Myanmar frees defiant Suu Kyi deputy from house arrest

YANGON: Myanmar's junta freed the deputy leader of Aung San Suu Kyi's opposition party from house arrest Saturday, prompting him to vow to resume his political activities ahead of elections later this year.

Tin Oo, 83, the vice chairman of the National League for Democracy, had been held without trial since 2003 when he and Suu Kyi were arrested after a pro-regime mob attacked their motorcade during a political tour.

His release on the day his current period of government-ordered detention expired came shortly before a UN rights envoy was due to visit Myanmar for talks focused on the polls promised by the ruling generals.

"The authorities informed me that they have withdrawn their restriction order," Tin Oo, appearing healthy despite his time in captivity and sporting traditional clothes, told reporters at his Yangon home after police officers visited him to tell him the news.

Tin Oo said he believed that Suu Kyi, who has been in detention for most of the last 20 years and had her house arrest extended in August after an incident in which a US man swam to her lakeside house, would be freed "soon."

"I believe Daw Aung San Suu Kyi will be released soon. We have had our history before -- after two or three months of my release, she used to be released," he said, referring to earlier periods of detention in the 1990s.

He said he planned to visit Yangon's famed Shwe Dagon pagoda on Sunday and would be at the NLD's offices Monday, while he also hoped to meet Suu Kyi at some point.

"They (the authorities) also told me not to take actions which can disturb the building of the state. But I will continue my duty as vice chairman of the party as I am their vice chairman," he said.

His release is the latest in a series of mixed signals to come from the ruling junta, which has appeared to respond to recent international moves to end its isolation, while at the same time continuing a crackdown on dissent.

The United Nations human rights envoy for Myanmar, Tomas Ojea Quintana, is due to start a five-day trip to Myanmar on Monday and expects to meet the foreign minister, but not reclusive junta leader Senior General Than Shwe.

Quintana has said he also wants to see Nobel Peace laureate Suu Kyi, 64.

In London, a British Foreign Office minister welcomed the news of Tin Oo's release and urged the junta to allow all political groups to take part in the planned elections.

"It is essential that the regime now grant Aung San Suu Kyi's request to meet with the leadership of the National League for Democracy (NLD) so they can function as a political party," said Foreign Office minister Ivan Lewis,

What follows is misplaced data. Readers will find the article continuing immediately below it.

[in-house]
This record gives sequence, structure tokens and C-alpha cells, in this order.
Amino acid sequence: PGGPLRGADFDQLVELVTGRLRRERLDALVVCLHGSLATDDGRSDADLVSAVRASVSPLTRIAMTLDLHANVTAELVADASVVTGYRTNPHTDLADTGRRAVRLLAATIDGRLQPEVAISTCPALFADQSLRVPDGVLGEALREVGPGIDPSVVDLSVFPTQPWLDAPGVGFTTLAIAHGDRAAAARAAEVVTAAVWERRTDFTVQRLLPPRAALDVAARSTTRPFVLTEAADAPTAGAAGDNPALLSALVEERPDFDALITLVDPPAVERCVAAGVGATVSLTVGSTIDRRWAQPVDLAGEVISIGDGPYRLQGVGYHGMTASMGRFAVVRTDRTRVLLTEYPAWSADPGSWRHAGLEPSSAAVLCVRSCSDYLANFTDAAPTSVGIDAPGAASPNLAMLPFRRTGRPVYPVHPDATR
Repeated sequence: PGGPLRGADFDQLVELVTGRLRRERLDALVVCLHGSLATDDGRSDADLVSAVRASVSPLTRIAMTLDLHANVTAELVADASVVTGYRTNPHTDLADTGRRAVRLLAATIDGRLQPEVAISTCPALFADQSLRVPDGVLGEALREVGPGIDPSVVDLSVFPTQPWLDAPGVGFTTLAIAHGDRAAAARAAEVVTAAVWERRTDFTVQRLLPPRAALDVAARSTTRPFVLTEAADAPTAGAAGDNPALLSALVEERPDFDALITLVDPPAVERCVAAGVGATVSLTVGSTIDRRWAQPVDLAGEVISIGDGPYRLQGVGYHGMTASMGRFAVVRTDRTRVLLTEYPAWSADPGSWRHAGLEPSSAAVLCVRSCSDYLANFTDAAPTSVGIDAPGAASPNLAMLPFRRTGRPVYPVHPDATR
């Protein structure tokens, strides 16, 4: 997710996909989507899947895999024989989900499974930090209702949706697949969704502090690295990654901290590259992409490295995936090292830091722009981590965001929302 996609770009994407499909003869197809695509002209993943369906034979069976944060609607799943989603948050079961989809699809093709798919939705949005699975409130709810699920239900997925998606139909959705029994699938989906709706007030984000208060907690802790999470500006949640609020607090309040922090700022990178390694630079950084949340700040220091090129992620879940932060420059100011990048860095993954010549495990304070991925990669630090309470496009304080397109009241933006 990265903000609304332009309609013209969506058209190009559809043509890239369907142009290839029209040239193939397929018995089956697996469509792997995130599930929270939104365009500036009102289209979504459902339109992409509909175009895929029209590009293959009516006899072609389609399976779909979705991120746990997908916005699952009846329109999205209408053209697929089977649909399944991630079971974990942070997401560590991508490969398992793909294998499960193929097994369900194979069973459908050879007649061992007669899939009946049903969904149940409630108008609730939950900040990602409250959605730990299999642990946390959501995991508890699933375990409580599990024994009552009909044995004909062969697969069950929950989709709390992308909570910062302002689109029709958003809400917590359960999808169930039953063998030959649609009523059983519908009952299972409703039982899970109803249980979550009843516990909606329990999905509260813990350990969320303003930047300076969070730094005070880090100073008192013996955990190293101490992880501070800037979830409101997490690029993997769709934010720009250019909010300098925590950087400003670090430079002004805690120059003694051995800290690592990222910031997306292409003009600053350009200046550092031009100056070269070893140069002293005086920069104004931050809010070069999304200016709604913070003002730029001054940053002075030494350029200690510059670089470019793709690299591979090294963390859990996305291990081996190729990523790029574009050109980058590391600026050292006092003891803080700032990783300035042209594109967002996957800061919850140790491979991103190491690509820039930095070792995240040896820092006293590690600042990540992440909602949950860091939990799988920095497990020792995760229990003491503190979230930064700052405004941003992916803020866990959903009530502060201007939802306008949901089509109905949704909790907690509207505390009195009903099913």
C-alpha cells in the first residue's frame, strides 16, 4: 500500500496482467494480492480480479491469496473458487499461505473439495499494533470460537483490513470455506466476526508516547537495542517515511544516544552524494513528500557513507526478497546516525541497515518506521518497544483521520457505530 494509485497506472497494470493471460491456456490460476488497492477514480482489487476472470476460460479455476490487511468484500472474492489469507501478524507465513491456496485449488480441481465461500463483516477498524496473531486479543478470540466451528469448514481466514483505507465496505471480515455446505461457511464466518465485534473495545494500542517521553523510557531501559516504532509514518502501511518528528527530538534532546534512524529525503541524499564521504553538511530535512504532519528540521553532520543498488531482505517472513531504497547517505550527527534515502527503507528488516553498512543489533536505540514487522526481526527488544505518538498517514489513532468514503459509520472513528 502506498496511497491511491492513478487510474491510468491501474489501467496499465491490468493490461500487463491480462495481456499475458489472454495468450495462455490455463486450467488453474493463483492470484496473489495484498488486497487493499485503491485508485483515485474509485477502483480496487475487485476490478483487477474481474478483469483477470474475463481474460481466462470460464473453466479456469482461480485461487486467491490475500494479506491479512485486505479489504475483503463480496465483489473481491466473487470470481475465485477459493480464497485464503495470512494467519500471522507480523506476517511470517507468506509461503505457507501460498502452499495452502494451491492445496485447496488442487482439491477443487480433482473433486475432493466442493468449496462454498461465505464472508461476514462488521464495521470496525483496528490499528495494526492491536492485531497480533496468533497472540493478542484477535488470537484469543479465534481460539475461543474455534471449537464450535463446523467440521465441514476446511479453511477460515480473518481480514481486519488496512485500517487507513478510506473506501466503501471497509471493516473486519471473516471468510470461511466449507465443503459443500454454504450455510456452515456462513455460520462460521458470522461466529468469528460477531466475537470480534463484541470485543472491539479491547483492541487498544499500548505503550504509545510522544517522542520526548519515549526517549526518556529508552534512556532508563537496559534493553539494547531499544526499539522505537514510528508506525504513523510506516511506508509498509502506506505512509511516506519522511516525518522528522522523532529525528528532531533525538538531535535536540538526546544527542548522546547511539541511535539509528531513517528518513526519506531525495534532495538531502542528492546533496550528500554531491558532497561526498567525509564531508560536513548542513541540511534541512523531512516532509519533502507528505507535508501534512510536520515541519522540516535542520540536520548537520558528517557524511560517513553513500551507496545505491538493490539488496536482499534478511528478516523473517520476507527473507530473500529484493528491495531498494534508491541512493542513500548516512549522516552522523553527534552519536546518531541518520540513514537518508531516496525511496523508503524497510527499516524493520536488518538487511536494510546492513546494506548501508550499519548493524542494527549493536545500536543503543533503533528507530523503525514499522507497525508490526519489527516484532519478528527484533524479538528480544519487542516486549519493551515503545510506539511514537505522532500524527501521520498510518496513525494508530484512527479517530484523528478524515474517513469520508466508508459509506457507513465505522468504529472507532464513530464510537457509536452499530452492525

Lewis added, however, that "we cannot forget that there remain over 2,100 political prisoners in Burma," referring to Myanmar by its colonial-era name.

UN chief Ban Ki-moon also welcomed Tin Oo's release, saying he hoped the development "will contribute to the advancement of substantive dialogue between the NLD and the government of Myanmar."

Tin Oo was a former army general who was forced into retirement in the 1970s after falling foul of the country's former strongman General Ne Win.

He and Suu Kyi later helped lead the NLD to a landslide victory in Myanmar's last elections, in 1990, which the junta refused to recognise.

The pair were detained after a militia attacked her convoy near Depeyin in northern Myanmar in 2003, killing around 70 people. Tin Oo was transferred from prison to house arrest in Yangon in February 2004 under an anti-subversion law.

Tin Oo is likely to play a key role in deciding whether the NLD will take part in the elections, promised by the junta this year as part of a so-called roadmap to democracy.

No date has been set for the vote and critics say the plans are simply designed to entrench the generals' power.

Than Shwe said in a speech Friday that the elections would be free and fair and would be held "soon." Analysts predict they will take place in October or November.

Myanmar's 2008 constitution -- pushed through in a referendum days after a cyclone killed 138,000 people -- bans Suu Kyi from holding office, while reserving a quarter of the seats in parliament for the military.

But in recent months there have been signs of rapprochement between Suu Kyi and the junta, while US President Barack Obama's administration has promoted engagement with the regime because sanctions have failed to bear fruit.